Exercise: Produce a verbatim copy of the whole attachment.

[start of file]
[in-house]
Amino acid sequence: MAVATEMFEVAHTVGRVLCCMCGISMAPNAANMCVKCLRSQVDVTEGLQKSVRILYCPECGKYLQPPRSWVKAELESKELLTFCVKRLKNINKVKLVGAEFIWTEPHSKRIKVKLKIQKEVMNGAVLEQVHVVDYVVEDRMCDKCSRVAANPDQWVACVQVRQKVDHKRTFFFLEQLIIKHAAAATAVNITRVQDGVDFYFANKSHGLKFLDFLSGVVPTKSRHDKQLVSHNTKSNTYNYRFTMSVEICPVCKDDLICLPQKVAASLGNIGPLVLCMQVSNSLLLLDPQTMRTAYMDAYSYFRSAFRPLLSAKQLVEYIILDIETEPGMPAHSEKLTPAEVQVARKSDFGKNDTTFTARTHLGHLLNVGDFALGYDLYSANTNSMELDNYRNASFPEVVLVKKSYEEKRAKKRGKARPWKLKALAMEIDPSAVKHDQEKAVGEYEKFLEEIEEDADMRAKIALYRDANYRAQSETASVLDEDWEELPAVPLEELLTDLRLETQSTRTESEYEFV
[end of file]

[in-house]
Amino acid sequence: MAVATEMFEVAHTVGRVLCCMCGISMAPNAANMCVKCLRSQVDVTEGLQKSVRILYCPECGKYLQPPRSWVKAELESKELLTFCVKRLKNINKVKLVGAEFIWTEPHSKRIKVKLKIQKEVMNGAVLEQVHVVDYVVEDRMCDKCSRVAANPDQWVACVQVRQKVDHKRTFFFLEQLIIKHAAAATAVNITRVQDGVDFYFANKSHGLKFLDFLSGVVPTKSRHDKQLVSHNTKSNTYNYRFTMSVEICPVCKDDLICLPQKVAASLGNIGPLVLCMQVSNSLLLLDPQTMRTAYMDAYSYFRSAFRPLLSAKQLVEYIILDIETEPGMPAHSEKLTPAEVQVARKSDFGKNDTTFTARTHLGHLLNVGDFALGYDLYSANTNSMELDNYRNASFPEVVLVKKSYEEKRAKKRGKARPWKLKALAMEIDPSAVKHDQEKAVGEYEKFLEEIEEDADMRAKIALYRDANYRAQSETASVLDEDWEELPAVPLEELLTDLRLETQSTRTESEYEFV